Playing With Fire

October 2015
272 Pages
ISBN-10: 1101884347
ISBN-13: 978-1101884348

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Playing With Fire



“When you look at her, what do you see?”

“She’s my daughter.  Of course I think she’s perfect in every way.  But…”


My throat chokes to a whisper.  “I’m afraid of her now.”

Imagine if you were home alone and your three-year-old daughter violently attacked you.

Julia doesn’t understand what is happening to her daughter, but she thinks she knows what’s causing it. She is terrified for Lily, and for herself, but what scares her more is that no one believes her.

If she is going to help Lily, she will have to find the answers alone, embarking on a search that will take her half way around the world, to Venice.

There, Julia uncovers a heart breaking, long buried tale of tragedy and devastation – a discovery that puts her in serious danger. Some people will do anything in their power to

keep the truth silent . . . whatever the cost.

Listen to Audiobook Sample

Read by Julia Whelan and Will Damron

Incendio theme music to PLAYING WITH FIRE

Original composition by Tess Gerritsen, composed to accompany ‘Playing with Fire’


Associated Press

Tess Gerritsen’s ‘Playing With Fire’ is compelling story

Tess Gerritsen, author of the series featuring Boston homicide detective Jane Rizzoli and coroner Maura Isles, delivers an outstanding story that’s totally different with “Playing With Fire.”

Violinist Julia Ansdell is visiting Rome. She stumbles into an antiques store and buys some music. Inside the book is a loose page with an unknown composition titled the “Incendio” waltz. Ansdell is intrigued, but when she gets home and begins to play the music, her 3-year-old daughter has a violent reaction to the piece.

The author of the waltz is a young man named Lorenzo who lived in Venice, Italy, before the start of World War II. His family recognizes his talent as a violinist and teams him with a young musician named Laura to compete as a duo in a local contest. Lorenzo and Laura begin to develop feelings for each other, but his Jewish heritage will soon collide with their hopes and dreams.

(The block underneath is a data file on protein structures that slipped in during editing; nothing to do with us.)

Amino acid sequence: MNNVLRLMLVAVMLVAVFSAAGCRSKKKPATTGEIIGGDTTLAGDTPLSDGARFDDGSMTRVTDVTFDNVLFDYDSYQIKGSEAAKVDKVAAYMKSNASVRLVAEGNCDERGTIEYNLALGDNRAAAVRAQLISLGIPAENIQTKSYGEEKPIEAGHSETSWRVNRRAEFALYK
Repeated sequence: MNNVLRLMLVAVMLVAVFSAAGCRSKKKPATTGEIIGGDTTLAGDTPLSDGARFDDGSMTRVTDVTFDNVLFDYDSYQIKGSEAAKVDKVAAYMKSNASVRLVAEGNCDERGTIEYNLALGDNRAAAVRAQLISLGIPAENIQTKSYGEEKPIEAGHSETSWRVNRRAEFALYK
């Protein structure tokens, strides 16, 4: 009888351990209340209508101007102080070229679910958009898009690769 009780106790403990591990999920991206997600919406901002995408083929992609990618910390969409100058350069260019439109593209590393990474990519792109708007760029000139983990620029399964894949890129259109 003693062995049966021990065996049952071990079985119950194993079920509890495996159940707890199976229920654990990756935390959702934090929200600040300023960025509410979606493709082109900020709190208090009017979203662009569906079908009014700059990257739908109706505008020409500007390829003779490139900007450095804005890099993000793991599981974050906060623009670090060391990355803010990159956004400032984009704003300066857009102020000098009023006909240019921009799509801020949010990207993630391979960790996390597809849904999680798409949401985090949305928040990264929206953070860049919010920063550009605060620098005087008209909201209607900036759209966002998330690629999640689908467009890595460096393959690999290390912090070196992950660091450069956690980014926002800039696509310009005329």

The novel jumps back and forth between the tales, and both are equally compelling and read like a beautiful symphony.

“Incendio,” the musical piece that ties the two stories together, was composed by Gerritsen. Internationally renowned violinist Yi-Jia Susanne Hou performs the work, and visitors to their websites can download the music. It’s worth a listen.

Fans of Gerritsen will be won over by the story line and characters of “Playing With Fire.” Readers who have been debating whether to read one of her novels, or those who are looking for a gripping historical tale, shouldn’t worry about being burned.

Kirkus Review (starred)

A suspenseful thriller about mysterious music and a violinist’s fear of her child.

Julia Ansdell is a violinist with a 3-year-old daughter, Lily. While in Italy, Julia buys an old piece of sheet music titled Incendio by an L. Todesco, whom she’s never heard of. When she plays the composition at home in the U.S., Lily appears to go crazy, killing their cat, stabbing Julia in the leg with a shard of glass, and causing her to fall down a flight of stairs. Does the music possess an evil quality? Or does the problem lie within Julia herself, as her husband, Rob, thinks? “I know how absurd I sound,” she says, “claiming that a 3-year-old plotted to kill me.” Afraid Rob wants her committed, she flies to Italy to try to learn more about the music’s origin. In a parallel story, Lorenzo Todesco is a young violinist in 1940s Italy. He practices for a duet competition with 17-year-old cellist Laura Balboni. They play beautifully together and know they will win—perhaps they’ll even marry one day. But this is Mussolini’s Italy, and a brutal war is on. As the plotlines converge, people die, and Julia places herself and others in mortal danger. In fact, the stakes are even higher than she knows. A friend tells Julia, “The seasons don’t care how many corpses lie rotting in the fields; the flowers will still bloom.” This stand-alone novel has no bearing on the author’s Rizzoli & Isles series, but the crafting is equally masterful. For example, the musical descriptions are perfect: “The melody twists and turns, jarred by accidentals.…I feel as if my bow takes off on its own, that it’s moving as if bewitched and I’m just struggling to hang on to it.”